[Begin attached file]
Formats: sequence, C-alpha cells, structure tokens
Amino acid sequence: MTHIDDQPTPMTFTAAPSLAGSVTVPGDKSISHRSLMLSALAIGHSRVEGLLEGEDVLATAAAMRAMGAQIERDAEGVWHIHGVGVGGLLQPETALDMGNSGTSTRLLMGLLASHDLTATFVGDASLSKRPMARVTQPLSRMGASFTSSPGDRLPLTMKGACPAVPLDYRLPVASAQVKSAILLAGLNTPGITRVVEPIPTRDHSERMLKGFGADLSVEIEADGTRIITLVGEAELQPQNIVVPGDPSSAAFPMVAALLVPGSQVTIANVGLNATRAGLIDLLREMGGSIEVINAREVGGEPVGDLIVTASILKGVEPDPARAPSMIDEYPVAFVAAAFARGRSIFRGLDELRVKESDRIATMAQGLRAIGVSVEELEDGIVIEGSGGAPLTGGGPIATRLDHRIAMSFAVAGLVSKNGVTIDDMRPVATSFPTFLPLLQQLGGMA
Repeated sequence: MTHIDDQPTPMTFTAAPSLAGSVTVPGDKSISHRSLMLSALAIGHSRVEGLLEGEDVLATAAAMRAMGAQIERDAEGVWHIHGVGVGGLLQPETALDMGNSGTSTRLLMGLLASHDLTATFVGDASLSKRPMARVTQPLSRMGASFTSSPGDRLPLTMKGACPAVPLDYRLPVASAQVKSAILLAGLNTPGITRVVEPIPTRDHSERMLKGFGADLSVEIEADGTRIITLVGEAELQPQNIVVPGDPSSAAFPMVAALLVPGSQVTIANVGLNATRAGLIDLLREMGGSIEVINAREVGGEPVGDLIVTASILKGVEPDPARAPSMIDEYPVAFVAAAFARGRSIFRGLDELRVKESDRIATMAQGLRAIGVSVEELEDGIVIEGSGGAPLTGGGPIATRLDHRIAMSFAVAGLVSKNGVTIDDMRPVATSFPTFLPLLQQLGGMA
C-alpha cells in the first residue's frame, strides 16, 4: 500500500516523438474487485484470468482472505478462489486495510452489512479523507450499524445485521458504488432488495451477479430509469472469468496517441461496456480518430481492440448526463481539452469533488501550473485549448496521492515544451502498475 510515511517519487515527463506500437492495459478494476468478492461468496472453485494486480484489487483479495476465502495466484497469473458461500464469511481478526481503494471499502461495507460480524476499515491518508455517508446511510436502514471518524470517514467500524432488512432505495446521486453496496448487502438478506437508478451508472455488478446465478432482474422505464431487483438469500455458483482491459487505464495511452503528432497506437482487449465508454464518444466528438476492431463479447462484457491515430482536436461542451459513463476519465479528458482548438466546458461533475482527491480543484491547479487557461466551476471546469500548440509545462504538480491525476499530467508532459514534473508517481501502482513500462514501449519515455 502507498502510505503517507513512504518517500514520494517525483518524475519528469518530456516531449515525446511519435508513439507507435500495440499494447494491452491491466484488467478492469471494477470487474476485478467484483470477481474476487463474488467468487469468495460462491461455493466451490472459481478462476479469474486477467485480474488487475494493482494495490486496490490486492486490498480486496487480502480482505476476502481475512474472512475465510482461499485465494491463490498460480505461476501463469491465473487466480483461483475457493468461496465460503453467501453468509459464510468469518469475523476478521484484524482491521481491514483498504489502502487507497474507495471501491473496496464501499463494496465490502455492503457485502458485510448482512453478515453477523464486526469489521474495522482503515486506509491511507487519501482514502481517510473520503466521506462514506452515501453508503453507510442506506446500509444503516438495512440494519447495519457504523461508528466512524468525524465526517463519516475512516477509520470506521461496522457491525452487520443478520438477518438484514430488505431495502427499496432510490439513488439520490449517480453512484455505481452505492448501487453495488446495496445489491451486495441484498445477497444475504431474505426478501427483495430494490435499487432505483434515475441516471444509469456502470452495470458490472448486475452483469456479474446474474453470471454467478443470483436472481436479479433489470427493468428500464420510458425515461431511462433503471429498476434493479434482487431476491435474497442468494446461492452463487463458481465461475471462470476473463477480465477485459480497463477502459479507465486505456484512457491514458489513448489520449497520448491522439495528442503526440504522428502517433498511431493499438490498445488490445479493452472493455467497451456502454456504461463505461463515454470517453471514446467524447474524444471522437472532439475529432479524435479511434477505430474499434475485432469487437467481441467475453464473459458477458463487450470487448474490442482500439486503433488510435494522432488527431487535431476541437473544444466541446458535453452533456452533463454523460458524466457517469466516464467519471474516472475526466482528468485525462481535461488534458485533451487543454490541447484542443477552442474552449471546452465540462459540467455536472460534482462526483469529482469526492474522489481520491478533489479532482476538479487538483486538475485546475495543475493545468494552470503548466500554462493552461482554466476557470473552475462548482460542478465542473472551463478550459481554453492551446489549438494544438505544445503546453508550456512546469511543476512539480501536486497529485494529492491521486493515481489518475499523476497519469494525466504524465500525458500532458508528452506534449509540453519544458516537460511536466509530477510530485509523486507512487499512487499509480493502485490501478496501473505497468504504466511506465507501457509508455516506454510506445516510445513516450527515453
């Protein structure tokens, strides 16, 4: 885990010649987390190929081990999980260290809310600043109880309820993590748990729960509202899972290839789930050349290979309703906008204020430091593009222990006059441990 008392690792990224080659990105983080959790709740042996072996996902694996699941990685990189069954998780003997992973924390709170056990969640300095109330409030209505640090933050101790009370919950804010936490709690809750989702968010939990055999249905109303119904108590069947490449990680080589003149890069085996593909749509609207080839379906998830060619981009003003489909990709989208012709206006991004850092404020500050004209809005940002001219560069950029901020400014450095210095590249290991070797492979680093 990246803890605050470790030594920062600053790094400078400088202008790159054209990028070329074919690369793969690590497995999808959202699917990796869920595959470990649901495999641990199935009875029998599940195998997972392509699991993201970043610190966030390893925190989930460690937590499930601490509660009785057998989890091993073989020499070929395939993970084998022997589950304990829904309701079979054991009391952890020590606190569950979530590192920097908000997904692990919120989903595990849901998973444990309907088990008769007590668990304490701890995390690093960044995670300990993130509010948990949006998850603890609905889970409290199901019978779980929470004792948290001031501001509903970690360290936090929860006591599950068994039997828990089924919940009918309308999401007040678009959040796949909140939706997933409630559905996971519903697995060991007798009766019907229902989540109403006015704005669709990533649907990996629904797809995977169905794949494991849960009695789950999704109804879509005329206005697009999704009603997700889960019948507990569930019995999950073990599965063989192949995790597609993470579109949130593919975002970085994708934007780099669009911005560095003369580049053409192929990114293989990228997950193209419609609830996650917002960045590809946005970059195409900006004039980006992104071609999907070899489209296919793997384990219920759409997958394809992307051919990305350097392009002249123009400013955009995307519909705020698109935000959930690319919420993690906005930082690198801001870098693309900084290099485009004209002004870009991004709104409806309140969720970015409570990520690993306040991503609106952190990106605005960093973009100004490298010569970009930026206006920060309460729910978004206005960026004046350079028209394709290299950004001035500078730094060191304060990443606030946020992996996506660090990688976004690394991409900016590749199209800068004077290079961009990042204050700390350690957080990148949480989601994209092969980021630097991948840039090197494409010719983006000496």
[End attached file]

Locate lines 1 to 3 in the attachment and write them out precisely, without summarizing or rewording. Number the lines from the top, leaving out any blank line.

Formats: sequence, C-alpha cells, structure tokens
Amino acid sequence: MTHIDDQPTPMTFTAAPSLAGSVTVPGDKSISHRSLMLSALAIGHSRVEGLLEGEDVLATAAAMRAMGAQIERDAEGVWHIHGVGVGGLLQPETALDMGNSGTSTRLLMGLLASHDLTATFVGDASLSKRPMARVTQPLSRMGASFTSSPGDRLPLTMKGACPAVPLDYRLPVASAQVKSAILLAGLNTPGITRVVEPIPTRDHSERMLKGFGADLSVEIEADGTRIITLVGEAELQPQNIVVPGDPSSAAFPMVAALLVPGSQVTIANVGLNATRAGLIDLLREMGGSIEVINAREVGGEPVGDLIVTASILKGVEPDPARAPSMIDEYPVAFVAAAFARGRSIFRGLDELRVKESDRIATMAQGLRAIGVSVEELEDGIVIEGSGGAPLTGGGPIATRLDHRIAMSFAVAGLVSKNGVTIDDMRPVATSFPTFLPLLQQLGGMA
Repeated sequence: MTHIDDQPTPMTFTAAPSLAGSVTVPGDKSISHRSLMLSALAIGHSRVEGLLEGEDVLATAAAMRAMGAQIERDAEGVWHIHGVGVGGLLQPETALDMGNSGTSTRLLMGLLASHDLTATFVGDASLSKRPMARVTQPLSRMGASFTSSPGDRLPLTMKGACPAVPLDYRLPVASAQVKSAILLAGLNTPGITRVVEPIPTRDHSERMLKGFGADLSVEIEADGTRIITLVGEAELQPQNIVVPGDPSSAAFPMVAALLVPGSQVTIANVGLNATRAGLIDLLREMGGSIEVINAREVGGEPVGDLIVTASILKGVEPDPARAPSMIDEYPVAFVAAAFARGRSIFRGLDELRVKESDRIATMAQGLRAIGVSVEELEDGIVIEGSGGAPLTGGGPIATRLDHRIAMSFAVAGLVSKNGVTIDDMRPVATSFPTFLPLLQQLGGMA